Video Above: Hypersonic Weapons | Army Research Lab
Beneath the surface of continued discussions of Chinese and Russian hypersonics weapons tests and demonstrations, the US has been making its own breakthrough progress with first-of-a-kind hypersonics.
The Army’s Long Range Hypersonic Weapon (LRHW), for instance, is on track to be operational as soon as next year. The prototypes exist and have been in development for many years. In anticipation of entering the weapon into operational service, the Army is planning an aggressive testing schedule.
“We're at the point now where this is kind of the year of testing. So there's a series of test events coming up that are going to tell us exactly where we are, in terms of hitting that 2023 goal, to make sure we get the first actual weapon capability fielded in a real Army unit. There is a lot of excitement over the next year in terms of how our test activities run. Then we're going to know where we are,” Mr. Douglas Bush, Assistant Secretary of the Army, Acquisition, Logistics & Technology, told Warrior in an interview.
The Army approach is multi-pronged, meaning the service is both focused on near term delivery and longer term hypersonic weapons development. Firing weapons at five times the speed of sound to massively shorten the timeframe for attack changes the paradigm for current concepts of operation, yet further enhancements are expected to involve the use of new, more heat-resistant materials or breakthrough guidance systems. Mr. Bush and his team of weapons developers work in partnership with the Army Research Laboratory.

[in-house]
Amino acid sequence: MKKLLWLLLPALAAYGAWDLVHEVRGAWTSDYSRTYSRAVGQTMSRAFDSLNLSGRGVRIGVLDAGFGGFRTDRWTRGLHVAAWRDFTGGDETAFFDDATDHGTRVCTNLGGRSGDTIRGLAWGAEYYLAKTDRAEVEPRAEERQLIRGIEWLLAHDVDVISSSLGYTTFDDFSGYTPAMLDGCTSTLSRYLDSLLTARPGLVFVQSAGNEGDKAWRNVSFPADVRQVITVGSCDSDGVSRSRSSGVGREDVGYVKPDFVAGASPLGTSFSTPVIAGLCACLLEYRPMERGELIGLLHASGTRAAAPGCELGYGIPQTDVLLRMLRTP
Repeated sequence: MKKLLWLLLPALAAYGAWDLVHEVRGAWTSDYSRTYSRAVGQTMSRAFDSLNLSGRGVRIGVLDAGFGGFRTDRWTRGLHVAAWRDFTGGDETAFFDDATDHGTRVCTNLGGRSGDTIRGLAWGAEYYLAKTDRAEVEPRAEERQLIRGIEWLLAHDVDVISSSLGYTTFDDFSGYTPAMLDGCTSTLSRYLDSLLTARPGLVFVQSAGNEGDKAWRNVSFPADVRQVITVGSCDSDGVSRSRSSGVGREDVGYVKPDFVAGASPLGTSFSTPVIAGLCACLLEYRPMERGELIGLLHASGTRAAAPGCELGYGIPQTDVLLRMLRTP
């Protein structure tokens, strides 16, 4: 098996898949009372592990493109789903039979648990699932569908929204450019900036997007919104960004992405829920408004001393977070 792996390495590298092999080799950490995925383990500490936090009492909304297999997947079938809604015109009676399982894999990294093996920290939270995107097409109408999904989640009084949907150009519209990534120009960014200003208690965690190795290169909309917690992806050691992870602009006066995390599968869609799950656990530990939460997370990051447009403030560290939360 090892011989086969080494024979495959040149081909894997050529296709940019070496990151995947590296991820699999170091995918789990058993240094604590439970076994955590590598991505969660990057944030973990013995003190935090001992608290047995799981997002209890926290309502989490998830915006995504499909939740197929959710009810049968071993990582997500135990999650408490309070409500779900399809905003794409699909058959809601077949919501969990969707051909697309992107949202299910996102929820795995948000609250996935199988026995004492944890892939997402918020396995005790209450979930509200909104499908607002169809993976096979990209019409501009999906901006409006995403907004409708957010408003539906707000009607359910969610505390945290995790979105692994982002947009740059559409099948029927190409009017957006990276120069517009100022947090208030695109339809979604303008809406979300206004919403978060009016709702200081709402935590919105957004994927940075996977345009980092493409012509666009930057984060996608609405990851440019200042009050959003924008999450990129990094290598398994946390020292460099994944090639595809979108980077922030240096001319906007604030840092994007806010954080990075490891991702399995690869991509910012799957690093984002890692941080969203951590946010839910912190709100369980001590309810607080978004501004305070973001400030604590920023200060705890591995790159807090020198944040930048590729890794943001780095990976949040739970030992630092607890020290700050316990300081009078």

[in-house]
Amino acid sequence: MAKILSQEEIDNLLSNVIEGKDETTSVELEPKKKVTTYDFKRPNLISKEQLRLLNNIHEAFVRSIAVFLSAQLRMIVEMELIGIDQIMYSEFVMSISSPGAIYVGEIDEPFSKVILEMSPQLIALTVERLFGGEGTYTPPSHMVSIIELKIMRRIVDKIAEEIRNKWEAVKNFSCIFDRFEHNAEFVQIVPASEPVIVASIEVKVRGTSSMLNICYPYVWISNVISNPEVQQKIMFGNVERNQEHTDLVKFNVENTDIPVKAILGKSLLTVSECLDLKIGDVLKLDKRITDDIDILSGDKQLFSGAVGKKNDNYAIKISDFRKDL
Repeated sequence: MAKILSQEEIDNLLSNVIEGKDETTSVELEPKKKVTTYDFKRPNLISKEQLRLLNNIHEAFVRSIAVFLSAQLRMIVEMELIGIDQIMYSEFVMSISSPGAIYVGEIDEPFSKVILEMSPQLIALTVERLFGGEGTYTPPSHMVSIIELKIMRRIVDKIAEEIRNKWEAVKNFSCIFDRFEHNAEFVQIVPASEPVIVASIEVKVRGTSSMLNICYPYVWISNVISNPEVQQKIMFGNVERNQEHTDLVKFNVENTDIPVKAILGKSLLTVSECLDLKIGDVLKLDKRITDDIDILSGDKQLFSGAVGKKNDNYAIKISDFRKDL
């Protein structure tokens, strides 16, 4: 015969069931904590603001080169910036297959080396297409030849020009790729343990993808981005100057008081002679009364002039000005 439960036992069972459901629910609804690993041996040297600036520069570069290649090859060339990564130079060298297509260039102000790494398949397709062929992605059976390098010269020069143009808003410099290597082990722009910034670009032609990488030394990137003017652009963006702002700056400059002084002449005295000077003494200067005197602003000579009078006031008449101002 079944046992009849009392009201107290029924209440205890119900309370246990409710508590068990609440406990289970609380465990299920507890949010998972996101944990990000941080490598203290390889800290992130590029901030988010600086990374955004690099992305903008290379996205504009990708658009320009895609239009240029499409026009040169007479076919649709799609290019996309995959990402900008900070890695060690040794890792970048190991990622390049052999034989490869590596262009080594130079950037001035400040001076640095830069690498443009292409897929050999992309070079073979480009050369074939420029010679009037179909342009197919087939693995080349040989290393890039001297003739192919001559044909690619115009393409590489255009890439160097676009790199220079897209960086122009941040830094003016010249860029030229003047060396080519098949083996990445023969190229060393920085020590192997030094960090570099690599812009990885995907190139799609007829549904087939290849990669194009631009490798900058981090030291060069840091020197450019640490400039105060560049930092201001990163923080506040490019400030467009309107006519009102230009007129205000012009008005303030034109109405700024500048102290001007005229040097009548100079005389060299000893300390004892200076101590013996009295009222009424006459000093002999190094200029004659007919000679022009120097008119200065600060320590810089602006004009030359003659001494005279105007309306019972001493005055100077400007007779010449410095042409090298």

Video Above: Acquisition, Logistics and Technology - Hypersonic Weapons
Some of these questions are now being explored through cutting-edge basic research efforts at the Army Research Laboratory, where teams of engineers and scientists are experimenting with mixtures of ceramic, metal, polymer or composite materials at the microscopic level to uncover better “performing” materials with which to engineer the weapons of the future. While the work could yield near-term applications in the event of breakthrough testing, much of the exploration is aimed at uncovering “disruptive” or what could be called “massive,” paradigm-changing scientific breakthroughs.
Specific materials built into weapons systems bring distinct properties such as being lighter weight, more resistant to penetration or perhaps better equipped to maneuver and manage accurate flight at previously unimaginable and impossible temperatures.
Nicholas Ku, a Materials Engineer, Ceramic and Transparent Materials Branch, at DEVCOM Army Research Laboratory spends his time mixing, testing, heating and experimenting with different combinations of materials in search of breakthrough discoverings.
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Video Above: Army Research Lab | Hypersonics
“Ceramics are of interest for hypersonics applications, through the way additive manufacturing has an ability to create complex shapes, decrease manufacturing costs as well as increase the design space in making new components,” Ku told Warrior during a special Warrior visit to the ARL laboratory at Aberdeen Proving Ground, Md.
What might some of these innovations be? Naturally some of the specifics related to future weapons capability are not likely to be available for understandable security reasons, yet senior weapons developers have discussed some long range plans for hypersonics. One of them, for instance, involves plans to integrate a “tech insertion” into operational hypersonic weapons to enable the weapons to adjust to moving targets in flight and potentially destroy or take out maneuvering targets.